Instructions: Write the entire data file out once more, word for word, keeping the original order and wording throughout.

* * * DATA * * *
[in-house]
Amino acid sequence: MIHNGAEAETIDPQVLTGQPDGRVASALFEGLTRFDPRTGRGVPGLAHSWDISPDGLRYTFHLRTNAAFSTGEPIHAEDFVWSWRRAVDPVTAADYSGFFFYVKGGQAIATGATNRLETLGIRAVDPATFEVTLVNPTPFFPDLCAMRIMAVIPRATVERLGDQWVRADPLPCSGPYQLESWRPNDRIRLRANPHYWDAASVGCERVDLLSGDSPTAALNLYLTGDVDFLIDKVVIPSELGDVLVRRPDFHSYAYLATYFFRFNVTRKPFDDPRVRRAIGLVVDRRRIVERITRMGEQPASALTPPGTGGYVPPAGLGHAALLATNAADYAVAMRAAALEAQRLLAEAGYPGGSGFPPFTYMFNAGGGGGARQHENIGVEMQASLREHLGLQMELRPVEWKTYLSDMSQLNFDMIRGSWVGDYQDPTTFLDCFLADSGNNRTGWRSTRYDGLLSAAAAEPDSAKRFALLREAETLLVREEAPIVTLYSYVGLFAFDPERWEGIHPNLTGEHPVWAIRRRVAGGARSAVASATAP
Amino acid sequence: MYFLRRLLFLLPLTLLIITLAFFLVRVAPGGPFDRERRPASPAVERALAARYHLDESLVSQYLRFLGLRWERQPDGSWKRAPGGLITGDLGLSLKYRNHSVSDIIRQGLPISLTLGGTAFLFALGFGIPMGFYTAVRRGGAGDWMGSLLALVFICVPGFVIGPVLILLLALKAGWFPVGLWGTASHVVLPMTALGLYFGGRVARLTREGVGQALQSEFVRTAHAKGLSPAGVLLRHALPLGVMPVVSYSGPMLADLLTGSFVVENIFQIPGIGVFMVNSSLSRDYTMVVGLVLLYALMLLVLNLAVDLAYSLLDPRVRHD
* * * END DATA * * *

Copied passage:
[in-house]
Amino acid sequence: MIHNGAEAETIDPQVLTGQPDGRVASALFEGLTRFDPRTGRGVPGLAHSWDISPDGLRYTFHLRTNAAFSTGEPIHAEDFVWSWRRAVDPVTAADYSGFFFYVKGGQAIATGATNRLETLGIRAVDPATFEVTLVNPTPFFPDLCAMRIMAVIPRATVERLGDQWVRADPLPCSGPYQLESWRPNDRIRLRANPHYWDAASVGCERVDLLSGDSPTAALNLYLTGDVDFLIDKVVIPSELGDVLVRRPDFHSYAYLATYFFRFNVTRKPFDDPRVRRAIGLVVDRRRIVERITRMGEQPASALTPPGTGGYVPPAGLGHAALLATNAADYAVAMRAAALEAQRLLAEAGYPGGSGFPPFTYMFNAGGGGGARQHENIGVEMQASLREHLGLQMELRPVEWKTYLSDMSQLNFDMIRGSWVGDYQDPTTFLDCFLADSGNNRTGWRSTRYDGLLSAAAAEPDSAKRFALLREAETLLVREEAPIVTLYSYVGLFAFDPERWEGIHPNLTGEHPVWAIRRRVAGGARSAVASATAP
Amino acid sequence: MYFLRRLLFLLPLTLLIITLAFFLVRVAPGGPFDRERRPASPAVERALAARYHLDESLVSQYLRFLGLRWERQPDGSWKRAPGGLITGDLGLSLKYRNHSVSDIIRQGLPISLTLGGTAFLFALGFGIPMGFYTAVRRGGAGDWMGSLLALVFICVPGFVIGPVLILLLALKAGWFPVGLWGTASHVVLPMTALGLYFGGRVARLTREGVGQALQSEFVRTAHAKGLSPAGVLLRHALPLGVMPVVSYSGPMLADLLTGSFVVENIFQIPGIGVFMVNSSLSRDYTMVVGLVLLYALMLLVLNLAVDLAYSLLDPRVRHD